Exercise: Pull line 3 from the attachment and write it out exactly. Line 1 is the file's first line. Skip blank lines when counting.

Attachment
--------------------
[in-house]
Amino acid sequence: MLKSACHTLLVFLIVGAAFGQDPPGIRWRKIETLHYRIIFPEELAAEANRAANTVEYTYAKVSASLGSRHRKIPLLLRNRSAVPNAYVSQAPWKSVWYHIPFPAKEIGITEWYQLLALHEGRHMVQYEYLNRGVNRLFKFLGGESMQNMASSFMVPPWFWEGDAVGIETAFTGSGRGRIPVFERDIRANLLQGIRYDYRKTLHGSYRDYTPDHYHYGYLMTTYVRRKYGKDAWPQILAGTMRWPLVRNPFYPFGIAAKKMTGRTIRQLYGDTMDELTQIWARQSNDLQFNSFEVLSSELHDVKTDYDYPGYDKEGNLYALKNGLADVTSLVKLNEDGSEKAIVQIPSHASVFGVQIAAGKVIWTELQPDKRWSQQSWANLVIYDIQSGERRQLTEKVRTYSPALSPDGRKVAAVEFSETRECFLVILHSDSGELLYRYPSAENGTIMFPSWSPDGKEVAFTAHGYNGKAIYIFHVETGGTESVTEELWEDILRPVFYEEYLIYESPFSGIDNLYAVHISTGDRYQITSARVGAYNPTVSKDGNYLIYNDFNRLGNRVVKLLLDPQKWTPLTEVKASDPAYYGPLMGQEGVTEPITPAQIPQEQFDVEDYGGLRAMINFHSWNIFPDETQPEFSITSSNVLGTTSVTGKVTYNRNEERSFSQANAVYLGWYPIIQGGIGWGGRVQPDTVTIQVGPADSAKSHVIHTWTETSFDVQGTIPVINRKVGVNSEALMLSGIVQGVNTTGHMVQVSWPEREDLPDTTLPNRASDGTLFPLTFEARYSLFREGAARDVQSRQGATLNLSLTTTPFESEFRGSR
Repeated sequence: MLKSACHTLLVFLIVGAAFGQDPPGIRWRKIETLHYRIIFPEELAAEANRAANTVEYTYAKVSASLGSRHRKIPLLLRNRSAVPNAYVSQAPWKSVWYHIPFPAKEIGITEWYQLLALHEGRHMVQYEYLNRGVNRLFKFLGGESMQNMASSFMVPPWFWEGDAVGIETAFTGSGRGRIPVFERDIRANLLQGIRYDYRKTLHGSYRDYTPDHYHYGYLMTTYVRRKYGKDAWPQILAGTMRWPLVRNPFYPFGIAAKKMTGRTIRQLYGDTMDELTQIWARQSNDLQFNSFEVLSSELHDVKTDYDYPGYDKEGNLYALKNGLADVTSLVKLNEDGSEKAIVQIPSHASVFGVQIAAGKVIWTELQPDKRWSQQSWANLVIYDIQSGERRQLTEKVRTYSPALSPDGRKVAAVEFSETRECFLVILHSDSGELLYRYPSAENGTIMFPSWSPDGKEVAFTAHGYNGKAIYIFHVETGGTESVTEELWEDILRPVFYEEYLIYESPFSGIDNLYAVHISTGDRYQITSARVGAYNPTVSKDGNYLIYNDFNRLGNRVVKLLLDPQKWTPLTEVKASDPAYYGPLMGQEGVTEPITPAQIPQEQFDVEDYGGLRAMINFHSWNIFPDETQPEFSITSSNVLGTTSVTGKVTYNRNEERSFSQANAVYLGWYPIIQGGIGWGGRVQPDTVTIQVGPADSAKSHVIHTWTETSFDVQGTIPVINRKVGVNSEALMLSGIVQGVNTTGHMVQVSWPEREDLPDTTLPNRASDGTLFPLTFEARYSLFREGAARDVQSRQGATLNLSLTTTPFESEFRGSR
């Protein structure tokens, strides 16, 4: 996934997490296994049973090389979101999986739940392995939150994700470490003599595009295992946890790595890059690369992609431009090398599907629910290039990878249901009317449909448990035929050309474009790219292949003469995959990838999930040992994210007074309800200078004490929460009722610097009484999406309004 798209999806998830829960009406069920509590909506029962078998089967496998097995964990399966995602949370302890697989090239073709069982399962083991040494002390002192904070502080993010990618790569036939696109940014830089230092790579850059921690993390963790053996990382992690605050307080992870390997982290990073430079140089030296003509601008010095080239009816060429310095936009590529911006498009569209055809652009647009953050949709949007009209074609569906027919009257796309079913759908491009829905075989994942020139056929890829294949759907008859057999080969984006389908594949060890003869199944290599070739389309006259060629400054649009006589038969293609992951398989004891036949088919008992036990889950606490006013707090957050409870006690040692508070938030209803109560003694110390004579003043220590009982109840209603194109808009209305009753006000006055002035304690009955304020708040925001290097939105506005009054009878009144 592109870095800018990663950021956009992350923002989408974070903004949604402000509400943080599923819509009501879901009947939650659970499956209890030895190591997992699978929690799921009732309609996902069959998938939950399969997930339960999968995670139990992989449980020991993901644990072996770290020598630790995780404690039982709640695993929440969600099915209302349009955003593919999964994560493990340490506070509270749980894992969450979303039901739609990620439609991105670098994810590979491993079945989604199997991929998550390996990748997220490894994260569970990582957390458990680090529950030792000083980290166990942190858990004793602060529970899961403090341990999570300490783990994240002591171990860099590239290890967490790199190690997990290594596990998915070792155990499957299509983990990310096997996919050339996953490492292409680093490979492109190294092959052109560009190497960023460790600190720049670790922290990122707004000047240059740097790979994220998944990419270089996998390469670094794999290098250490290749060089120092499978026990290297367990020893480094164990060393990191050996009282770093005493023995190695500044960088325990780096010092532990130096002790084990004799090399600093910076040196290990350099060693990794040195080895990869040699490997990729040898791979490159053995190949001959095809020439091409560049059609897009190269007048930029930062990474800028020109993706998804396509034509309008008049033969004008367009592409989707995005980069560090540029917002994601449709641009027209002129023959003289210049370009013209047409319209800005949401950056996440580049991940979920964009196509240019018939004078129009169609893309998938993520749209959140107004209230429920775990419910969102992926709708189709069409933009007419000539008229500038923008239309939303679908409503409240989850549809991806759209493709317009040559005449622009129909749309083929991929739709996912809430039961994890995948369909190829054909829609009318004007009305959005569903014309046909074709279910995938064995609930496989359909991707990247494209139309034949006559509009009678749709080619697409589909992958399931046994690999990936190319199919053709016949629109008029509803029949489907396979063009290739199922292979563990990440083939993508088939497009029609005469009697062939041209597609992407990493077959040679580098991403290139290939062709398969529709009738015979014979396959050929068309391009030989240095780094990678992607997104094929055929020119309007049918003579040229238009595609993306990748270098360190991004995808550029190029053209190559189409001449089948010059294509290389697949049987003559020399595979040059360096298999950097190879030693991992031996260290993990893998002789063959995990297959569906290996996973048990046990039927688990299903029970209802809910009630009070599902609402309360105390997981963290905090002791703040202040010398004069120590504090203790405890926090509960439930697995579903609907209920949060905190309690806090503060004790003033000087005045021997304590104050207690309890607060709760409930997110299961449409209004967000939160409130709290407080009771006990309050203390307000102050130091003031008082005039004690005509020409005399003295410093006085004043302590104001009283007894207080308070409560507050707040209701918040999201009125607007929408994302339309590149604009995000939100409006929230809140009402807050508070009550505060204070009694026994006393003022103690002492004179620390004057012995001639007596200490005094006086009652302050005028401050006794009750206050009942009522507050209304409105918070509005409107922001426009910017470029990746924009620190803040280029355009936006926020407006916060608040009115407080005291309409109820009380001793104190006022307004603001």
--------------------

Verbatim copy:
Repeated sequence: MLKSACHTLLVFLIVGAAFGQDPPGIRWRKIETLHYRIIFPEELAAEANRAANTVEYTYAKVSASLGSRHRKIPLLLRNRSAVPNAYVSQAPWKSVWYHIPFPAKEIGITEWYQLLALHEGRHMVQYEYLNRGVNRLFKFLGGESMQNMASSFMVPPWFWEGDAVGIETAFTGSGRGRIPVFERDIRANLLQGIRYDYRKTLHGSYRDYTPDHYHYGYLMTTYVRRKYGKDAWPQILAGTMRWPLVRNPFYPFGIAAKKMTGRTIRQLYGDTMDELTQIWARQSNDLQFNSFEVLSSELHDVKTDYDYPGYDKEGNLYALKNGLADVTSLVKLNEDGSEKAIVQIPSHASVFGVQIAAGKVIWTELQPDKRWSQQSWANLVIYDIQSGERRQLTEKVRTYSPALSPDGRKVAAVEFSETRECFLVILHSDSGELLYRYPSAENGTIMFPSWSPDGKEVAFTAHGYNGKAIYIFHVETGGTESVTEELWEDILRPVFYEEYLIYESPFSGIDNLYAVHISTGDRYQITSARVGAYNPTVSKDGNYLIYNDFNRLGNRVVKLLLDPQKWTPLTEVKASDPAYYGPLMGQEGVTEPITPAQIPQEQFDVEDYGGLRAMINFHSWNIFPDETQPEFSITSSNVLGTTSVTGKVTYNRNEERSFSQANAVYLGWYPIIQGGIGWGGRVQPDTVTIQVGPADSAKSHVIHTWTETSFDVQGTIPVINRKVGVNSEALMLSGIVQGVNTTGHMVQVSWPEREDLPDTTLPNRASDGTLFPLTFEARYSLFREGAARDVQSRQGATLNLSLTTTPFESEFRGSR